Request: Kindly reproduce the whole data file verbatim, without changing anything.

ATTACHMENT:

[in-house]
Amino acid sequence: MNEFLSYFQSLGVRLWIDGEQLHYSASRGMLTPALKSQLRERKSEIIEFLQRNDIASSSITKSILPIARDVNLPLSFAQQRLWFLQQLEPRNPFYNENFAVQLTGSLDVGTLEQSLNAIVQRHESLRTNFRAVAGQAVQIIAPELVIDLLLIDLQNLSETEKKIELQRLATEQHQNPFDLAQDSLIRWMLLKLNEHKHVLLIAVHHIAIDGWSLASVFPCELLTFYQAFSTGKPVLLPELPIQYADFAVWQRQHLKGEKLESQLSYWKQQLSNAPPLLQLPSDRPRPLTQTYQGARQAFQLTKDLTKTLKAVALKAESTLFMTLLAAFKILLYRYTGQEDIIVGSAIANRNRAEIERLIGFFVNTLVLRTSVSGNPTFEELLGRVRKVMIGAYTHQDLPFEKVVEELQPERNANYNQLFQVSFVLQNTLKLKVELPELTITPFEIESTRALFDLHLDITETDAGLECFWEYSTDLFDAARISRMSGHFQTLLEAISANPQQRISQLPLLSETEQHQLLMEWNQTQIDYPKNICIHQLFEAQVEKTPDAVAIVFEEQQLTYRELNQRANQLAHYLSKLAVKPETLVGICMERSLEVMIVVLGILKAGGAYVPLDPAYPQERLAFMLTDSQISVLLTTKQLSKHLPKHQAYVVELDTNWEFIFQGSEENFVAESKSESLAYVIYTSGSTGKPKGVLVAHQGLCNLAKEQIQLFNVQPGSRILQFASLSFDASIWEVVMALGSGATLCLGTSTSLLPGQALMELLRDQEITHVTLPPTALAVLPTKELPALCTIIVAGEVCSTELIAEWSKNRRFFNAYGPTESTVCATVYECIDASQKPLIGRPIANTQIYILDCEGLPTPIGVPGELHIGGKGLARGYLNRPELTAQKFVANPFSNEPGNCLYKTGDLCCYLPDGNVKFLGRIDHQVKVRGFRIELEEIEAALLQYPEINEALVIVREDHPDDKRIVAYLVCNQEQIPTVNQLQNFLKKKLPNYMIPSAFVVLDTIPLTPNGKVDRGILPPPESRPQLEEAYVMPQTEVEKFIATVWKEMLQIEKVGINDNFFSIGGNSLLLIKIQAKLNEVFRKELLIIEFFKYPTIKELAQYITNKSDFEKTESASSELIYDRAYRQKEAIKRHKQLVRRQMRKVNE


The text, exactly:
[in-house]
Amino acid sequence: MNEFLSYFQSLGVRLWIDGEQLHYSASRGMLTPALKSQLRERKSEIIEFLQRNDIASSSITKSILPIARDVNLPLSFAQQRLWFLQQLEPRNPFYNENFAVQLTGSLDVGTLEQSLNAIVQRHESLRTNFRAVAGQAVQIIAPELVIDLLLIDLQNLSETEKKIELQRLATEQHQNPFDLAQDSLIRWMLLKLNEHKHVLLIAVHHIAIDGWSLASVFPCELLTFYQAFSTGKPVLLPELPIQYADFAVWQRQHLKGEKLESQLSYWKQQLSNAPPLLQLPSDRPRPLTQTYQGARQAFQLTKDLTKTLKAVALKAESTLFMTLLAAFKILLYRYTGQEDIIVGSAIANRNRAEIERLIGFFVNTLVLRTSVSGNPTFEELLGRVRKVMIGAYTHQDLPFEKVVEELQPERNANYNQLFQVSFVLQNTLKLKVELPELTITPFEIESTRALFDLHLDITETDAGLECFWEYSTDLFDAARISRMSGHFQTLLEAISANPQQRISQLPLLSETEQHQLLMEWNQTQIDYPKNICIHQLFEAQVEKTPDAVAIVFEEQQLTYRELNQRANQLAHYLSKLAVKPETLVGICMERSLEVMIVVLGILKAGGAYVPLDPAYPQERLAFMLTDSQISVLLTTKQLSKHLPKHQAYVVELDTNWEFIFQGSEENFVAESKSESLAYVIYTSGSTGKPKGVLVAHQGLCNLAKEQIQLFNVQPGSRILQFASLSFDASIWEVVMALGSGATLCLGTSTSLLPGQALMELLRDQEITHVTLPPTALAVLPTKELPALCTIIVAGEVCSTELIAEWSKNRRFFNAYGPTESTVCATVYECIDASQKPLIGRPIANTQIYILDCEGLPTPIGVPGELHIGGKGLARGYLNRPELTAQKFVANPFSNEPGNCLYKTGDLCCYLPDGNVKFLGRIDHQVKVRGFRIELEEIEAALLQYPEINEALVIVREDHPDDKRIVAYLVCNQEQIPTVNQLQNFLKKKLPNYMIPSAFVVLDTIPLTPNGKVDRGILPPPESRPQLEEAYVMPQTEVEKFIATVWKEMLQIEKVGINDNFFSIGGNSLLLIKIQAKLNEVFRKELLIIEFFKYPTIKELAQYITNKSDFEKTESASSELIYDRAYRQKEAIKRHKQLVRRQMRKVNE